Journal of Information, Communication and Ethics in Society, vol. 10 no. 4
Type: Research Article
ISSN: 1477-996X

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Book part
Publication date: 4 December 2020

Alan Tapper

The purpose of this paper is to discuss the concept and the content of courses on ‘social ethics’. It will present a dilemma that arises in the design of such courses. On

Abstract

The purpose of this paper is to discuss the concept and the content of courses on ‘social ethics’. It will present a dilemma that arises in the design of such courses. On the one hand, they may present versions of ‘applied ethics’; that is, courses in which moral theories are applied to moral and social problems. On the other hand, they may present generalised forms of ‘occupational ethics’, usually professional ethics, with some business ethics added to expand the range of the course. Is there, then, not some middle ground that is distinctively designated by the term ‘social ethics’? The article will argue that there is such a ground. It will describe that ground as the ethics of ‘social practices’. It will then illustrate how this approach to the teaching of ethics may be carried out in five domains of social practice: professional ethics, commercial ethics, corporate ethics, governmental ethics, and ethics in the voluntary sector. The aim is to show that ‘social ethics’ courses can have a clear rationale and systematic content.

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Book part
Publication date: 19 April 2018

David Carpenter

In this chapter I build upon the case I argued in Volume 1 of this series (Carpenter, D. (2016). The quest for generic ethical principles in social science research. In R…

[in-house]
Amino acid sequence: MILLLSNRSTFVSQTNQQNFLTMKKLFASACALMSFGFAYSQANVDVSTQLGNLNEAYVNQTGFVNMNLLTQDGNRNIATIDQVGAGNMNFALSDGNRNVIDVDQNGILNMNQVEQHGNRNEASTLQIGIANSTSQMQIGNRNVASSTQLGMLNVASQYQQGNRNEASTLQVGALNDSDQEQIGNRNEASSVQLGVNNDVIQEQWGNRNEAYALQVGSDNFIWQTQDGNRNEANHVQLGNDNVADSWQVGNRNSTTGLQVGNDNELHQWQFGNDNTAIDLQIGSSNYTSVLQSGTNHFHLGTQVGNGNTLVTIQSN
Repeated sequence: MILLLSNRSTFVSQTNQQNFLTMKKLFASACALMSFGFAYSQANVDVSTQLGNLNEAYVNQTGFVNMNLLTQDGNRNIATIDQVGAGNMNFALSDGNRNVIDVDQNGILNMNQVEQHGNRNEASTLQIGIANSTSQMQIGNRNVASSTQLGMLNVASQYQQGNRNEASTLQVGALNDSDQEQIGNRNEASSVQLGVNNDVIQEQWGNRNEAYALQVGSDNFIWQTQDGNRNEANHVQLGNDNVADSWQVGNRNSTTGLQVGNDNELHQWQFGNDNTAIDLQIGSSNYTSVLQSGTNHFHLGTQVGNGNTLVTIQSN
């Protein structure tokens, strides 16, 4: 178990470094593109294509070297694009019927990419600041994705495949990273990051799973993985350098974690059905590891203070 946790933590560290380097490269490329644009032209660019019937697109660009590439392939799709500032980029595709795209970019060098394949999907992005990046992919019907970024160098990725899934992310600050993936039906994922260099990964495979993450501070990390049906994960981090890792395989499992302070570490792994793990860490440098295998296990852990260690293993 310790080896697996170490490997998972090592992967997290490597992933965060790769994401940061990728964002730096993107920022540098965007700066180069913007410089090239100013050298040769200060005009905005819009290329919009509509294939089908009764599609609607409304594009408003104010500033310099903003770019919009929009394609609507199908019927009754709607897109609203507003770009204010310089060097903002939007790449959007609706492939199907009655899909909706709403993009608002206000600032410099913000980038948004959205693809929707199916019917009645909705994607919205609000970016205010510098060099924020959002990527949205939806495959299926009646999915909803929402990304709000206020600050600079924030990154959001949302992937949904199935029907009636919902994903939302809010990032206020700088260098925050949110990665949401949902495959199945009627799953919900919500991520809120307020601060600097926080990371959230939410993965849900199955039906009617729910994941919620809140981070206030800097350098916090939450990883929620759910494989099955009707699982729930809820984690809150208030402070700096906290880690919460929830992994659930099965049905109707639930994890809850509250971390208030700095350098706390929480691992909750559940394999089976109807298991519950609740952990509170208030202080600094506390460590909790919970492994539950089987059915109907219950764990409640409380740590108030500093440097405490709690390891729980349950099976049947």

Abstract

In this chapter I build upon the case I argued in Volume 1 of this series (Carpenter, D. (2016). The quest for generic ethical principles in social science research. In R. Iphofen (Ed.), Advances in research ethics and integrity (Vol. 1, pp. 3–18). Bingley: Emerald). There I established arguments for eschewing principlism and other well-established theories of practical ethics, such as deontology and consequentialism, in favour of virtue ethics. I drew on the work of Macfarlane (2009, 2010) in making a case for virtuous researcher and virtuous research. In this chapter, I draw attention to the role and conduct of ethics committees in reviewing research. If we are to consider the ethics of research and researchers, then we might also consider the ethics of reviewing and reviewers. Whilst there is an abundance of codes and similar documents aimed at guiding research conduct, there is relatively little to guide ethics committees and their members. Given the argument that a virtue ethics approach might help committees evaluate the ethics of proposed research and researchers, it could equally be the case that virtue ethics could be useful when thinking about the work of committees and ethics review. In this chapter I attempt to relocate and develop Macfarlane’s work by examining its application to the work of ethics committees and the virtues of their members. In particular, I will consider the virtues that reviewers should exhibit or demonstrate when reviewing research, and what we might take as the telos of ethics committees.